Phase 2 data, published in December, found that people with serious high-risk melanomas who received the jab alongside MSD’s immunotherapy Keytruda were almost half (49%) as likely to die or have their cancer come back after three years than those who were given only Keytruda.

Patients received one milligram of the mRNA vaccine every three weeks for a maximum of nine doses, and 200 milligrams of Keytruda every three weeks (maximum 18 doses) for about a year.

The phase 3 global trial will now include a wider range of patients, and hopes to recruit around 1,100 people.

The UK arm aims to recruit at least 60 to 70 patients across eight centres, including in London, Manchester, Edinburgh and Leeds.

The therapy combination is also being trialled in lung, bladder and kidney cancer.

One of the first patients on the trial at UCLH is Steve Young, 52, from Stevenage.

His “bump on the head” – which he thinks he had for around a decade – turned out to be melanoma.

He told PA it was a “massive shock” to be diagnosed.

“I literally spent two weeks just thinking ‘this is it’,” he said.

“My dad died of emphysema when he was 57 and I actually thought ‘I’m going to die younger than my dad’.”

Mr Young said when he was told about the trial at UCLH it “really triggered my geek radar”.

He added: “It really piqued my interest. As soon as they mentioned this mRNA technology that was being used to potentially fight cancer, I was just like, ‘it sounds fascinating’ and I still feel the same. I’m really, really excited.

“This is my best chance at stopping the cancer in its tracks.”

Dr Shaw said: “I think there is a real hope that these will be the gamechangers in immunotherapy.

“We’ve looked for a long time for something that would be additive to the immunotherapies that we already have – that we know can be life-changing for patients – but with something that’s got a really acceptable side-effect profile.

“And these therapies look as if they may offer that promise.”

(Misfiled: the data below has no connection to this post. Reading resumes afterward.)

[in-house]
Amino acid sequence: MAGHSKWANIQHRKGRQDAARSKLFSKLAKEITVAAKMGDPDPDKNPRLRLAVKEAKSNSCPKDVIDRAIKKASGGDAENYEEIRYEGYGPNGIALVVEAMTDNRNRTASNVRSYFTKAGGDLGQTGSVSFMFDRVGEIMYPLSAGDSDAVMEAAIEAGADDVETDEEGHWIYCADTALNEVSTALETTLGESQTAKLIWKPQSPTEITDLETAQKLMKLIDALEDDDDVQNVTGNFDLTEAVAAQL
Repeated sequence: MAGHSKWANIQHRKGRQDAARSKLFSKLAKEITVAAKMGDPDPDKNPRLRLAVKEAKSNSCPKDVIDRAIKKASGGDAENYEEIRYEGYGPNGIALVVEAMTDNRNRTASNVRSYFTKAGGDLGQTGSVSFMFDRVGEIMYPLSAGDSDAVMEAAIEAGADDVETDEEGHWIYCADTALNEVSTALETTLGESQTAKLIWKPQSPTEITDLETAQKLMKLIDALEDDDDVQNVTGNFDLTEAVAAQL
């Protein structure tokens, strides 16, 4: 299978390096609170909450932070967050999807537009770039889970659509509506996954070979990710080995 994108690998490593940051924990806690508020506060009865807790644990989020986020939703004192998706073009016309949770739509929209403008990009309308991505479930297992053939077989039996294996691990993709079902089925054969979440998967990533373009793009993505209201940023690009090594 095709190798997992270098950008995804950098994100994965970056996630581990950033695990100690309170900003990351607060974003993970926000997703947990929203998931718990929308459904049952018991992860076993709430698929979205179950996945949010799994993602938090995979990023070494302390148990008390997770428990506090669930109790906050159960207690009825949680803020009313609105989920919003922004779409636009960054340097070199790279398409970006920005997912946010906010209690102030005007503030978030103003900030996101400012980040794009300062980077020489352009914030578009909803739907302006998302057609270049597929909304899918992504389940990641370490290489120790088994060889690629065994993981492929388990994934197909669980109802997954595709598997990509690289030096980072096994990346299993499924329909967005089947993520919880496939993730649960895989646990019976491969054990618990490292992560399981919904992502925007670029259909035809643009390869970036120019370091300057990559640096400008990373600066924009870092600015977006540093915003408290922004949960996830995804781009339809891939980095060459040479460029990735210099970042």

Dr Shaw said side effects include tiredness and a sore arm where the jab was given.

“So it appears to be relatively tolerable and actually no worse than having a flu vaccine or a Covid jab for the majority of patients,” she said.

Professor Lawrence Young, from the University of Warwick, said: “This is one of the most exciting developments in modern cancer therapy.

“Combining a personalised cancer vaccine to boost a specific immune response to the patient’s tumour along with using an antibody to release the brake on the body’s immune response has already shown great promise in patients whose original skin cancer (melanoma) has been removed.

“Interest in cancer vaccines has been reignited in recent years by a deeper understanding of how the body controls immune responses and by the advent of mRNA vaccines which makes developing a vaccine based on the immune profile of a patient’s own tumour much more straightforward.

“The hope is that this approach could be extended to other cancers such those of the lung and colon.”

Vassiliki Karantza, associate vice president of MSD Research Laboratories, said: “At MSD, we are committed to driving research forward for innovative modalities in earlier stages of cancer, where we can have the most meaningful impact on patients.

“This trial demonstrates our continued efforts to advance novel treatment options for patients with melanoma and we look forward to the expansion of our comprehensive clinical development programme into additional tumour types.”

Published: by Radio NewsHub